A report assessing the health of Kenosha County and outlining priority areas for improvement was published recently, setting the stage for a community-led health planning process that is now underway, local public health leaders announced today.
The 2022 Kenosha County Community Health Assessment incorporates data collected in a 124-question survey that was presented to residents last year, as well as information gathered at Community Conversations events and through other exterior data sources.
Nearly 1,000 people responded to the survey, which was conducted online and on paper in the fall of 2022. That is more than twice the number of respondents in past surveys that were conducted by telephone, and the respondent makeup reflects the age, race and ethnicity demographics of Kenosha County, said Interim Health Director Lori Plahmer.
“This plan, which we’re required to develop under state law, provides a roadmap for the community for setting public health priorities,” Plahmer said. “We’re pleased with the increased level of community participation and with the continued engagement by our community health partners.”
The top five health concerns identified by the community were:
- Access to affordable health care
- Affordable housing
- Drug and alcohol use
- Access to affordable healthy food
- Violence and crime
Community stakeholders gathered in May and voted to create action groups addressing the top three concerns listed above, combining mental health with drug and alcohol use. These groups had their initial meetings late last month and will convene again on July 27 and Aug. 24. Those interested in participating may sign up at bit.ly/ThriveActionGroups.
The full Community Health Assessment Report along with various data stories are available on the Kenosha County Thrive web page at kenoshacounty.org/thrive.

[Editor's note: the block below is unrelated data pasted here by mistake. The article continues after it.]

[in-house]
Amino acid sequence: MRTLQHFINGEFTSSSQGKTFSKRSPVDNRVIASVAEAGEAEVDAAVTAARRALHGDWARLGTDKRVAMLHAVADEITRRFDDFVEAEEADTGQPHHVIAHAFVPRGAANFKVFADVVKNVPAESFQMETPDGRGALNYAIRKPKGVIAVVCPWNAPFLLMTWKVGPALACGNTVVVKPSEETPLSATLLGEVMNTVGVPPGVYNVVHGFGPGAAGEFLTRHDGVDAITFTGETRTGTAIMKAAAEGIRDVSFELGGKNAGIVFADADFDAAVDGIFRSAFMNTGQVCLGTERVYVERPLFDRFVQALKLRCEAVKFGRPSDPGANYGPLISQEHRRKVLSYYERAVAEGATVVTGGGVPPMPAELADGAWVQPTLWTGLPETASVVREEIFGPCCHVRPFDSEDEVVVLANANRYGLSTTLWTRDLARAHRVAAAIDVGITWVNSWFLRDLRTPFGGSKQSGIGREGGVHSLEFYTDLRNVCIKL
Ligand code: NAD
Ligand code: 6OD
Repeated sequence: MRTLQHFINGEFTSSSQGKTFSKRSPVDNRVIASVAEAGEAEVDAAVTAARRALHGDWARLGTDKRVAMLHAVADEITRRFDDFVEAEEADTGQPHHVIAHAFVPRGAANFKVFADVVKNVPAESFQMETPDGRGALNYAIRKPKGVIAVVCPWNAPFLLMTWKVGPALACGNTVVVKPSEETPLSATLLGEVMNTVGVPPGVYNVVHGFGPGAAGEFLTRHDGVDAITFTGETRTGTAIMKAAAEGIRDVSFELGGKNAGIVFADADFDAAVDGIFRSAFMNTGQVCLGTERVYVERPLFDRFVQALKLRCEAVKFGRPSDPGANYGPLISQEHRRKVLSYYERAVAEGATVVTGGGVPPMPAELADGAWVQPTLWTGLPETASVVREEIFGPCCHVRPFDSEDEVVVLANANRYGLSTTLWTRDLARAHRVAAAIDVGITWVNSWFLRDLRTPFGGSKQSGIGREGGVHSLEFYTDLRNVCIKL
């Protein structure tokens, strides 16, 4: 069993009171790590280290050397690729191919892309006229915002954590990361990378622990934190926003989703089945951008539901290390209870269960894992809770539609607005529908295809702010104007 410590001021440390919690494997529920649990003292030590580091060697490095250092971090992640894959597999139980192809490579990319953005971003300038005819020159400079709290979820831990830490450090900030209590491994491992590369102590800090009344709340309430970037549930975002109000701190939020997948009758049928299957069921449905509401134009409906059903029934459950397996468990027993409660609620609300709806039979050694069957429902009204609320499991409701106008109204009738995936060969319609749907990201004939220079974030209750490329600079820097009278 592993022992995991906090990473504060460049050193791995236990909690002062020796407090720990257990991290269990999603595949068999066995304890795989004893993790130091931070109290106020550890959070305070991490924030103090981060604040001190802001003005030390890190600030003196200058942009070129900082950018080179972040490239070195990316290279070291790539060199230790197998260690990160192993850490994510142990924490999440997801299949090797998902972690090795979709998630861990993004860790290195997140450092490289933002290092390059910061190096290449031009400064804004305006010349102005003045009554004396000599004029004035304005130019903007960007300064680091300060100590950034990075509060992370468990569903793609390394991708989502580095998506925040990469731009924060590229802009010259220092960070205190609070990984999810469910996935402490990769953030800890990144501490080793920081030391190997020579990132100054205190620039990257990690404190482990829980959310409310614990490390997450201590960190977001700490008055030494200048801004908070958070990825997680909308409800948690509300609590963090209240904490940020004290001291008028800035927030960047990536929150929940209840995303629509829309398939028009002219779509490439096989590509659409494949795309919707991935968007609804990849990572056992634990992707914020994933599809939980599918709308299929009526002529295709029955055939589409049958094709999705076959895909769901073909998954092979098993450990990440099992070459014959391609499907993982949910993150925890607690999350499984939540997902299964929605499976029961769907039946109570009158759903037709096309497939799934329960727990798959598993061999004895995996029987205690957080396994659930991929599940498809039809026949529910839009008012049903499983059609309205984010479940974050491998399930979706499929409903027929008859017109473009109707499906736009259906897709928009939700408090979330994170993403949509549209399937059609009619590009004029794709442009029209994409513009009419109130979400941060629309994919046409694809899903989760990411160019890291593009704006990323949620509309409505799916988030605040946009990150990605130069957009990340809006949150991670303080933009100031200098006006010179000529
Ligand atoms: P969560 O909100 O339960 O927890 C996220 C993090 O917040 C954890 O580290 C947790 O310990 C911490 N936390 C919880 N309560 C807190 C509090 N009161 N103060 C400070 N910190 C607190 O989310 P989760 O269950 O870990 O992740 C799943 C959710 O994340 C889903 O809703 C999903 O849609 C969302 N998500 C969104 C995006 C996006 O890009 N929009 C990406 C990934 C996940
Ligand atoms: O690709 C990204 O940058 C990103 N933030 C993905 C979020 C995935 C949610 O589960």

Data snapshots from the Kenosha County Community Health Assessment Report:
- Access to affordable healthcare:
- Only 42% of respondents agreed that there were affordable health care services in their community.
- Kenosha County has fewer primary care providers per person than the Wisconsin average.
- Kenosha County residents making between $20,000 and $60,000 a year are more likely to delay health care than people making more or less yearly.
- Affordable housing:
- 73% of white respondents own their home compared to only 18% of Black respondents.
- From 2011 to 2021, median mortgage costs in Kenosha County have stayed even while rent costs have increased significantly.
- Only 31% of respondents agreed that there are affordable housing options in Kenosha County.
- Mental health/drug and alcohol use:
- From 2019 to 2022, Kenosha County had 610 opioid related ambulance runs, or on average three runs a week.
- Only 74% respondents stated they had an adequate support network that benefits their mental health.
- Kenosha County has fewer mental health providers per person (680 people per provider) than the Wisconsin average (420 people per provider).
- 46% of respondents said they sometimes, often, or always felt anxious, stressed, uneasy, or unable to relax with the last month (fall 2022).
- 38% of respondents said they sometimes, often, or always felt sad, blue, or depressed in the past month (fall 2022).